Two pairs of laterally opposed support members 44 are secured to the ceiling 35 and each has openings 45 therein for receiving an end of a tungsten-halogen, infrared generation lamp 46. Each opening 45 has a mounting clip 47 and an electrical lead 48 extends from each end of the lamps 46 and connects to electrical lead 49 which connects the lead 48 to control circuit 50. This lamp is commercially available from among General Electric Lighting, Nela Park, 1975 Noble Road, Cleveland, Ohio 44112-6300; Phillips Lighting Co., 200 Franklin Square Drive, Somerset, N.J. 08875-6800; and OSRAM Sylvania Inc., Specialty Lamps, 18725 N. Union Street, Westfield, Ind. 46074. It will be appreciated that the structure of the electrical circuit is within the knowledge of one skilled in the art and since the circuit structure does not form part of the novelty of this invention, it will not be described in detail.
Located in the upper portion of the housing 13 along with the electrical control circuit 50 is a cooling fan assembly 56. The function of the fan assembly 56, is to cool the seals of the infrared generation lamps 46 for the purpose of extending their life. It is not implied that this fan assembly 56 is for the purpose of circulating air through the oven chamber or is to be used as a convector as that would prove detrimental to the goal of the instant invention.
It has been found that exposing stale bread products 42 to infrared radiation of controlled wave length emanating from a lamp 46 operating at a temperature chosen between 2500 F. (degrees Fahrenheit) and 4500 F. for a chosen period of 3 to 90 sec. in an oven 10 results in the bread products being rendered refreshed. By being refreshed is meant that after exposure to the high intensity infrared radiation for the chosen period, the bread products become more palatable and tasty than they were prior to being exposed to the energy field contemplated by the instant invention. When attempts were made to refresh bread products in a standard oven or microwave oven, the results sought were not achieved. In fact, the stale bread products took on a staler state. This is because such ovens are not capable of producing the same energy field required to practice the instant invention.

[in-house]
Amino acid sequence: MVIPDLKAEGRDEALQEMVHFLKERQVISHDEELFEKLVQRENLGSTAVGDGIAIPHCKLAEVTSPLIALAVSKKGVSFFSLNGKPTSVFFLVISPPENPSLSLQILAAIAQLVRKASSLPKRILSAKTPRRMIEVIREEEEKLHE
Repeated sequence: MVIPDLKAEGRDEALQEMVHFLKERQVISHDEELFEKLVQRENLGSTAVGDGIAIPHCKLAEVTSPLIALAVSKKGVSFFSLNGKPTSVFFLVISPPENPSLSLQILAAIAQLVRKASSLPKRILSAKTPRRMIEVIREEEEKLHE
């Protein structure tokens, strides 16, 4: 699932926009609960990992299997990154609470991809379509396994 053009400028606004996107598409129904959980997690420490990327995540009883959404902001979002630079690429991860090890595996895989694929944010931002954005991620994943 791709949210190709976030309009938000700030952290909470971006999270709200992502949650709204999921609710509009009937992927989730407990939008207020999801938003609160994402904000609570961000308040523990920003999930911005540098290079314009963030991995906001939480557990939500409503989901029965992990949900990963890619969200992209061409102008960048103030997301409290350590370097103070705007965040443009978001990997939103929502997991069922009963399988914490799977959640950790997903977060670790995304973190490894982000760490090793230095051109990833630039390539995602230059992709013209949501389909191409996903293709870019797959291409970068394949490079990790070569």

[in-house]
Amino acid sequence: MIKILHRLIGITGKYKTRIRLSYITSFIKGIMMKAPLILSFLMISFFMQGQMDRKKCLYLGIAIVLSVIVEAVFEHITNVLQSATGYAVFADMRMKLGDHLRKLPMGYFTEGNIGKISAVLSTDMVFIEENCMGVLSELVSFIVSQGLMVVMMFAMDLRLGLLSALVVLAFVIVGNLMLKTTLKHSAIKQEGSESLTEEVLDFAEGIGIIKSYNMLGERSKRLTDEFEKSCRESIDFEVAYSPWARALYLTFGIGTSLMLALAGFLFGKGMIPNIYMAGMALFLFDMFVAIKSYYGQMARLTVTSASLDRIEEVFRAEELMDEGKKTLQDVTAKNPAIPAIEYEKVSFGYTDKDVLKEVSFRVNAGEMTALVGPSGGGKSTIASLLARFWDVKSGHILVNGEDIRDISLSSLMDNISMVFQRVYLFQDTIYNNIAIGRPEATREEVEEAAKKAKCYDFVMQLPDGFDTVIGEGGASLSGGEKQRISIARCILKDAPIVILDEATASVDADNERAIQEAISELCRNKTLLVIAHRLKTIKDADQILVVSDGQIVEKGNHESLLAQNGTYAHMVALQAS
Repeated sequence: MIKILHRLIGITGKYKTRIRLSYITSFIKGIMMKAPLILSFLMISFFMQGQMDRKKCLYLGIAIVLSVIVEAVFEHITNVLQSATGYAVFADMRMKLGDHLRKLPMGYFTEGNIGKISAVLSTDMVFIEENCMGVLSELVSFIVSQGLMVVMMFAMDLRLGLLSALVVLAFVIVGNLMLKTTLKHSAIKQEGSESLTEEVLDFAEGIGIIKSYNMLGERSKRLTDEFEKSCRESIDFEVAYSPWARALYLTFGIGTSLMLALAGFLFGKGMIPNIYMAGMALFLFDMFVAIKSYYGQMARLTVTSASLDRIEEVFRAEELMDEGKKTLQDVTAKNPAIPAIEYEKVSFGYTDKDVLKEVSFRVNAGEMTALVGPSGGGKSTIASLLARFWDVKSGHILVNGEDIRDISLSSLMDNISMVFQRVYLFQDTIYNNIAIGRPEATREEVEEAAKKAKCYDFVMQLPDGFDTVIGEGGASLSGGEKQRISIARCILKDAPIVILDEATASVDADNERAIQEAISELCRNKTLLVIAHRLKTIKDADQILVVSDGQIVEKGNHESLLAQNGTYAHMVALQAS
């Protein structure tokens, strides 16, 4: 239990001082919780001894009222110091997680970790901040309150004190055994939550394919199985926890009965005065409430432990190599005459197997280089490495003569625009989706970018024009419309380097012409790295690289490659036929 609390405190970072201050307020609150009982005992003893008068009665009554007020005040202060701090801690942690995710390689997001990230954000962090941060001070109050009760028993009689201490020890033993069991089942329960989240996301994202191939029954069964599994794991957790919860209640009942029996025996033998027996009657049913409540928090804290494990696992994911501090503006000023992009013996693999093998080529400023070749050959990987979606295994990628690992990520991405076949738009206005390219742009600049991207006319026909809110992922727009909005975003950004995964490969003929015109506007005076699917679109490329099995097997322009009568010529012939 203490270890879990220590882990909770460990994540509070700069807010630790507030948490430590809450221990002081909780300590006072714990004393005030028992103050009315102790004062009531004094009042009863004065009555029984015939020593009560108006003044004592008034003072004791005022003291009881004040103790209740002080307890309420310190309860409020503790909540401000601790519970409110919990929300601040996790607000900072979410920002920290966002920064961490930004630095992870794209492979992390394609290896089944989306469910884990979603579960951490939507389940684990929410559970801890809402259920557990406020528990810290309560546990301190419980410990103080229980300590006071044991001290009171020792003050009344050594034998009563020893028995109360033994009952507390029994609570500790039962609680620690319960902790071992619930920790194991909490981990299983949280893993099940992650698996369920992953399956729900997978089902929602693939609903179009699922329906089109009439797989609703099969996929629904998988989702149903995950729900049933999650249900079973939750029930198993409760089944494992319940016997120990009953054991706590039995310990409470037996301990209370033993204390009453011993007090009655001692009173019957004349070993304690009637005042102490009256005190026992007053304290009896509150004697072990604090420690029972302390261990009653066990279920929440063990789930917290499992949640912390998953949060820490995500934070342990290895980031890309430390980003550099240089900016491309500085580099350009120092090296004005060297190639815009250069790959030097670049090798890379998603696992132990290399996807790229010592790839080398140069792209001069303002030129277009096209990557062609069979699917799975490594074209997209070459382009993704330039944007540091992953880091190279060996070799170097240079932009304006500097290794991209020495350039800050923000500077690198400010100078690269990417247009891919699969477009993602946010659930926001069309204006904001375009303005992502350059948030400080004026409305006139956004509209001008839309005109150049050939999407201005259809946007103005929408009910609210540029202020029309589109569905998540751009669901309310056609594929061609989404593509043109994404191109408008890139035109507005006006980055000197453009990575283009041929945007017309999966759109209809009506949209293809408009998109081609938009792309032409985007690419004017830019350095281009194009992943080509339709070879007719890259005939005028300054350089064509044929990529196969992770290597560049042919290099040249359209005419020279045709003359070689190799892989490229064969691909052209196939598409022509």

Chosen as a severe test for this processing system was a muffin that had been in a stale, hard state as a result of being ignored for weeks in a package of muffins that was partially consumed. One half of the muffin was put through the refreshment process, the other half was not processed, for control and comparison purposes. The muffin was placed on the left side of the tray 36 as seen in FIG. 3 with the oven 10 at ambient. The lamp temperature control 14, 16 was set at approximately 3500 F with the timer 14, 16 set to a 60 second cycle, using buttons 18, 19. The door was closed and power turned on by the start button 20, 21, then off again automatically after 60 seconds had elapsed by the timer 14, 16. The stop buttons 22, 23 are used in programming, and emergency stops.
The test results for the processed half were:
The muffin half attained an average body temperature in the range of 130 F.
There was significant moisture condensation on the rebonded fused silica tray, originating from the muffin half.
The original mass of the muffin half was 29.2 grams, after exposure, the mass was 26.0 grams.
A thin surface structure, as seen in see FIG. 4, on the open face of the muffin half 42 was toasted; whereas, below this surface the muffin was not toasted.
The refreshed muffin half 42 was eaten and found to be much more palatable than the control half. It was more pleasant to bite, and chew. A bonus to the refreshment was the addition of a delicate crunchy surface or toasted face. Also, the product gave off a greater aroma, as the I-R energy partially penetrated the porous muffin causing a reactivation of the yeast component with residual moisture thus emitting a far greater aroma than other heating methods.